A World More Attractive: A View of Modern Literature and Politics

A World More Attractive: A View of Modern Literature and Politics

A World More Attractive: A View of Modern Literature and Politics

A World More Attractive: A View of Modern Literature and Politics

Excerpt

Composed in the years between 1950 and 1963, the essays in this book range in kind from literary criticism to political analysis, from intellectual portraiture to cultural polemic. They cover a wide spectrum of topics and figures, but if varied in subject, they are, I believe, unified in outlook. Behind almost all of them can be found a stable complex of values and convictions, a persistent concern with problems and ideas, having to do primarily with that style of experience and perception sometimes called the "modern." By the "modern" I have in mind neither the merely contemporary nor the momentarily fashionable, either in our culture or our politics. I have in mind the assumption that the twentieth century has been marked by a crisis of conduct and belief that is perhaps unprecedented in seriousness, depth and extent.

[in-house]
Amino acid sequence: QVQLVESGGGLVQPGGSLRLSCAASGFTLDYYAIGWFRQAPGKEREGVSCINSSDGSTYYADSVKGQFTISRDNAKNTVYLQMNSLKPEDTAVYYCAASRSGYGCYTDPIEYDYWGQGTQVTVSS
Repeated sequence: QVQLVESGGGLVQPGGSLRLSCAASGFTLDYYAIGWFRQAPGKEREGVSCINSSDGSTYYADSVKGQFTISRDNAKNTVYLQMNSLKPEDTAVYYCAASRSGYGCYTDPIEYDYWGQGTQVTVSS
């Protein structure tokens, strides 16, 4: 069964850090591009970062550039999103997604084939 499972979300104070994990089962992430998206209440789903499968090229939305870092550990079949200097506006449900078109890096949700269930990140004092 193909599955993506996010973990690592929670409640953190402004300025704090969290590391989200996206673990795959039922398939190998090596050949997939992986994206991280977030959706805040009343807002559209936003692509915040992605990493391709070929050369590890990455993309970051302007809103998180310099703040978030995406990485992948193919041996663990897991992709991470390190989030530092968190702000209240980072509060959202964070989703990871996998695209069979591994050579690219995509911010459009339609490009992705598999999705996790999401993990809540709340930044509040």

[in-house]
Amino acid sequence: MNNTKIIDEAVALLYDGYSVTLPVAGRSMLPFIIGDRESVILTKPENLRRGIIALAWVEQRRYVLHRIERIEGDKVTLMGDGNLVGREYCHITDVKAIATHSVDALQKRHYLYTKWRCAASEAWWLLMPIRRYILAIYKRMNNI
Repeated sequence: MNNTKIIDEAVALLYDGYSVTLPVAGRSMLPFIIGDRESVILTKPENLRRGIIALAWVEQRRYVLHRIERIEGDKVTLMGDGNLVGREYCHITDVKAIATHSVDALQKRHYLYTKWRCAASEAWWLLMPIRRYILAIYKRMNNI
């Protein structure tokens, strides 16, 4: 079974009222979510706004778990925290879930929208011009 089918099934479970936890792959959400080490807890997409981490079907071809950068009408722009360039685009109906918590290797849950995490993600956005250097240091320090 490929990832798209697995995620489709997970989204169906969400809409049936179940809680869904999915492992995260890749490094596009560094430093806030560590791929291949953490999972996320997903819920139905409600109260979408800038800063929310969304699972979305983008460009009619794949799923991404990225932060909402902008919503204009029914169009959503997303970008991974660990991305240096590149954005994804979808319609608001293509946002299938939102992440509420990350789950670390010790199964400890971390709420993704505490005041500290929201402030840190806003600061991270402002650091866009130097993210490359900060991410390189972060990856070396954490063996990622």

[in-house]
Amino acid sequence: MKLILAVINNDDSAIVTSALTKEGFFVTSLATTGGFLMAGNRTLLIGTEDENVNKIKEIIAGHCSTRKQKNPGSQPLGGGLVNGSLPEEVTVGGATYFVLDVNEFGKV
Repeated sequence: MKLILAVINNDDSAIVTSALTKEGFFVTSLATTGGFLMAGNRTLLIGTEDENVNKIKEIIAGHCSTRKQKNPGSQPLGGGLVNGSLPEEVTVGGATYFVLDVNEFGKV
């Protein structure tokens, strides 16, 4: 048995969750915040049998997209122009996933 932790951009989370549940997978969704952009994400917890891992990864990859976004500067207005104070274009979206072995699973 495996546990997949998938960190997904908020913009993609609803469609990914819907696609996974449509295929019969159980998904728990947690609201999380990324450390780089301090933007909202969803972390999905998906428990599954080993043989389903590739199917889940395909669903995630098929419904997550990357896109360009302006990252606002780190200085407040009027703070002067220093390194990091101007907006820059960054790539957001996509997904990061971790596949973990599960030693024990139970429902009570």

The "modern," as it refers to both history and literature, signifies extreme situations and radical solutions. It summons images of war and revolution, experiment and disaster, apocalypse and skepticism; images of rebellion, disenchantment and nothingness. To claim that all of these are visibly present in the essays that follow, would be absurd; but I would say that the sense of their presence has been a dominant pressure, setting both the terms and the limits, of what I have written here.

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